Earth Day: the good & the bad.
I think most of us green bloggers get quite frustrated with Earth Day. It can be a struggle for us to stay positive at this time. Why? Because we write about critical environmental issues and solutions to them all year long, and we are confronted with how little others are aware of or interested in such issues when Earth Day comes around. All of a sudden, a large number of people ‘care’ about the environment,… but don’t expect that to stay ’till tomorrow. We get numerous pitches from non-green companies who want us to feature them in our Earth Day posts (as well as pitches from truly green companies, of course). For one day, it is more “fashionable” to be green. But just for one day.
The environment that we have been tearing apart and making infertile for years is not going to sustain us into the future if we only care about it 1 out of 365.25 days a year.
But while it may be something difficult for us to face, I think Earth Day does serve a great purpose and it is viewed as something completely different for many others. This day really is an opportunity for more people to learn about environmental issues they wouldn’t otherwise learn about. It is an opportunity to jump-start a green life. And it can really leave an impression on people, especially children.
I remember a certain Earth Day when I was probably 7 or 8, the first one I remember, that I think had a strong effect on my concern for the environment and my desire to take care of it. Unless I have formed this impression in my head since then and just don’t realize it, that Earth Day instilled a greater understanding that we are all related, all connected. That we can’t just take & take & take, but must also give and take good care of what we’re using.
Now, the situation today is not the situation we were facing or aware of then. At that time, we didn’t have nearly the awareness we have today of climate change, ocean acidification, and species loss.
As I write nearly everyday, the good news is that we have solutions to these problems already.
There is a bit of debate on the order of the following 3 issues, but they are widely recognized as the major 3 issues we need to tackle, and there are clear options for doing so that benefit much more than the environment we rely on.
- Transportation: This Earth Day, look into your options for transportation. 40% of trips in the U.S. are 2 miles or less, and 25% are one mile or less. These are great distances for walking and bicycling. Help the planet, improve your health, save a ton of money, and have fun by using these methods of transportation more this year.Riding transit is also a good option for a lot of people, but isn’t even tried by many of them. You can save ~$10,000/year using transit instead of driving (if you are an average American). Consider giving it a shot. I also have always enjoyed the opportunity to relax while riding transit (more than is possible driving) and to people-watch (with sociology at my academic routes and a sociological leaning in my heart, I’ve always enjoyed that).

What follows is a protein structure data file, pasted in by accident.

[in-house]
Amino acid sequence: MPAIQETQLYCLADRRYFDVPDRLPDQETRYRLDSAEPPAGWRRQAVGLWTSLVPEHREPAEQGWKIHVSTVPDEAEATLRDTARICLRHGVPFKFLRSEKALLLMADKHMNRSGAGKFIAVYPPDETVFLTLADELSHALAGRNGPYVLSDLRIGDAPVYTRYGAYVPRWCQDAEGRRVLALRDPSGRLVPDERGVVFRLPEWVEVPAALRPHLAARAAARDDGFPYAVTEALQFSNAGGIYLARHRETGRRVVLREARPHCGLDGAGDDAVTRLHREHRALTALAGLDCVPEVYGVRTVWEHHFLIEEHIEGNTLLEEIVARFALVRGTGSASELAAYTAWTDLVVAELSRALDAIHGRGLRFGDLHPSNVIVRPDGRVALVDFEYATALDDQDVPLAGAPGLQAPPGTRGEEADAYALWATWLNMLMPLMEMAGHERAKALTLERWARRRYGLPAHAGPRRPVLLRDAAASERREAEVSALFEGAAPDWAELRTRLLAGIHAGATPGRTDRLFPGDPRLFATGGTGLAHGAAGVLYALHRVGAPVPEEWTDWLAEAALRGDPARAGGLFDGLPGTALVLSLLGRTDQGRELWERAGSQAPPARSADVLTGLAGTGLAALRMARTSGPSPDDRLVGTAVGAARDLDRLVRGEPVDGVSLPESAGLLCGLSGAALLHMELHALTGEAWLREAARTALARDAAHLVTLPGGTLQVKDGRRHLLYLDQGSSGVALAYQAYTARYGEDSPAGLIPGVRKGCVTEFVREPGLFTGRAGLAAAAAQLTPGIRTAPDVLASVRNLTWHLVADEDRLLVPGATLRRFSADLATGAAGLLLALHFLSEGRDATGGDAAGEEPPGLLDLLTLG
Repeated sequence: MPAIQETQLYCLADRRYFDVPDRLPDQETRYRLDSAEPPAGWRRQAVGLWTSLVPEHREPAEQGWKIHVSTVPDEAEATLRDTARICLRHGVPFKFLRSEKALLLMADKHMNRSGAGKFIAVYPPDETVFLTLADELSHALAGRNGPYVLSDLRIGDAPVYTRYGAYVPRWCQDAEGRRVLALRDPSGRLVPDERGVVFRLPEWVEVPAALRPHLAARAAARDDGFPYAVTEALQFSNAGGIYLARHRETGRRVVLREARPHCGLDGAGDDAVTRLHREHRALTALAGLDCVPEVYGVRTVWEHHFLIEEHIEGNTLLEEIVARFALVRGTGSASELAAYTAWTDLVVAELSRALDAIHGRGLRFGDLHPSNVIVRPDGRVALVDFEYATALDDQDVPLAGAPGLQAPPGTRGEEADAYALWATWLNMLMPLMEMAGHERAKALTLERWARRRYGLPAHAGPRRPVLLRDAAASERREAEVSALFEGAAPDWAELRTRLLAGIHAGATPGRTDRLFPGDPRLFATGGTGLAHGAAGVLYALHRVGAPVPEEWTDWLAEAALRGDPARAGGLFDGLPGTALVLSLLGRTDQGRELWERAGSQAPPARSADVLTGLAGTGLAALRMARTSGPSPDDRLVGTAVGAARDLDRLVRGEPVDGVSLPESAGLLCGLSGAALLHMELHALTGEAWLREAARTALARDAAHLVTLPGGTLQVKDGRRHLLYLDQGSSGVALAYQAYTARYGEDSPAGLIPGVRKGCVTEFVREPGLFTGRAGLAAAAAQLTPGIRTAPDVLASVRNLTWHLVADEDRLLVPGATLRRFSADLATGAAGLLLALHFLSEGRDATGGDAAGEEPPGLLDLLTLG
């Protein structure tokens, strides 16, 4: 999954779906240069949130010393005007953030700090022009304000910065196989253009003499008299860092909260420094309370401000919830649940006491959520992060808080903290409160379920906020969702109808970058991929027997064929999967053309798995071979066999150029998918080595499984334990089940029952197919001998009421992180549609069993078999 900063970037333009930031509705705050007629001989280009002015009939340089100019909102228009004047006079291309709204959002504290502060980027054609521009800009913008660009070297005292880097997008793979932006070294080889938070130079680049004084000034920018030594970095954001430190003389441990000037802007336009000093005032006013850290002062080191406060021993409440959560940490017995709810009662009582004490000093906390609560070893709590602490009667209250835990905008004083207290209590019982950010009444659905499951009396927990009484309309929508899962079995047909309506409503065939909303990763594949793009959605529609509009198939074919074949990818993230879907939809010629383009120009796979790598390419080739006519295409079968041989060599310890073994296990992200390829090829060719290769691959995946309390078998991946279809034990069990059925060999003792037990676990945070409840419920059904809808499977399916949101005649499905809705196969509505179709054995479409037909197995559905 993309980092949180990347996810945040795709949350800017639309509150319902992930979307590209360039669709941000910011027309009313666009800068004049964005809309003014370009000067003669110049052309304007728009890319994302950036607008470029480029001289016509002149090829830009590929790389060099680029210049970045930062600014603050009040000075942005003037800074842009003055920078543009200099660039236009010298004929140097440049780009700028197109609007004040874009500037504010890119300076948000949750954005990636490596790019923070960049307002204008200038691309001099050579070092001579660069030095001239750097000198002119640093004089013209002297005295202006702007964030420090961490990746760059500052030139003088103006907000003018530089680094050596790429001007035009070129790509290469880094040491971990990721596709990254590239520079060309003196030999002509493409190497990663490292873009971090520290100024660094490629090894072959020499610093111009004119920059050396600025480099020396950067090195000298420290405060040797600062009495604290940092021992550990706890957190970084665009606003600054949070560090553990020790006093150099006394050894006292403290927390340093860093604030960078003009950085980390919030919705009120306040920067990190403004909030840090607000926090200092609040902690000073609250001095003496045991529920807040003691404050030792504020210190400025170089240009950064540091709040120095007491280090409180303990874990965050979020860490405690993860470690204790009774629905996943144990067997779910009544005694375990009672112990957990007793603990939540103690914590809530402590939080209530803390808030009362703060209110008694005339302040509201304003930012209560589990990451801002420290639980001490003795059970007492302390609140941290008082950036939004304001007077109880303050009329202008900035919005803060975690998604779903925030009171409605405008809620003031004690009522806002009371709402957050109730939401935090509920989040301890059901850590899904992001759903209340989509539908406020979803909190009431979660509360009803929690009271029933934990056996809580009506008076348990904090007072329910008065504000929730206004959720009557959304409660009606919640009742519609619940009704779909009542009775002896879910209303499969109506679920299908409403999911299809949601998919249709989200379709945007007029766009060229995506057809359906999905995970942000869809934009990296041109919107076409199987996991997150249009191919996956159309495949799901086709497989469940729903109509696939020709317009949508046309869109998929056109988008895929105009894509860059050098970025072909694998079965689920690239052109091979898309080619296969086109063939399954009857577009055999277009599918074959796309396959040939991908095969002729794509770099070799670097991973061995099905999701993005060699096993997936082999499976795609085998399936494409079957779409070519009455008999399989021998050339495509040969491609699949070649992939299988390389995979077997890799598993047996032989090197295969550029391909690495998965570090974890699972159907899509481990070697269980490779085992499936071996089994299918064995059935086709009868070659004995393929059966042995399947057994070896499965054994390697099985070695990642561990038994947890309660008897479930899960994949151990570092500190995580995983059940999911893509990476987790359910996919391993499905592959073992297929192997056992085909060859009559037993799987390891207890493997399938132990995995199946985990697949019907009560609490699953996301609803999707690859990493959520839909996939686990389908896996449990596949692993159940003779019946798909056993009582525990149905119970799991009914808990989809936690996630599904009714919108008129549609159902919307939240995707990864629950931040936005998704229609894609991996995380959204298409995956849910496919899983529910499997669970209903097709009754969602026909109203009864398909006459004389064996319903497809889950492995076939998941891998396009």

- Food: Vegetarian and vegan food uses much less energy and water. Switching to a vegetarian or vegan diet is a huge lifestyle choice, but at least leaning towards it more can make a huge difference.
If you’re worried about health issues, I will note that both the American Medical Association and the American Diabetes Association now recommend a vegetarian diet for its health benefits. Of course, you have to eat real food, not just chips and pizza, but it is not nearly as challenging as one might think — we have a ton of food out there to choose from these days. (Heck, if Mike Tyson and top MMA fighters have switched to veganism, I think anyone can.)
- Electricity: What you get your electricity from is, of course, a huge topic. Coal-burning power plants are just about the worst thing on the planet for the environment and our health, not to mention that they are destroying whole mountain ranges and the communities around them these days to get that coal. Wind and solar power are growing in leaps and bounds. You may not have the opportunity to benefit from wind power, but all across the country people can benefit from solar now. There are many innovative ways to go solar and many government incentives out there now that make solar a smart financial decision. An investment in solar can pay off in just a few years for many people now. After that, you’re making money. There’s hardly an investment out there (not sure if there even is one) that is so guaranteed to provide you with such a large return on investment so fast.Learn about various ways to go solar here.
Images via Ashish Lohorung Rai; Saad Irfan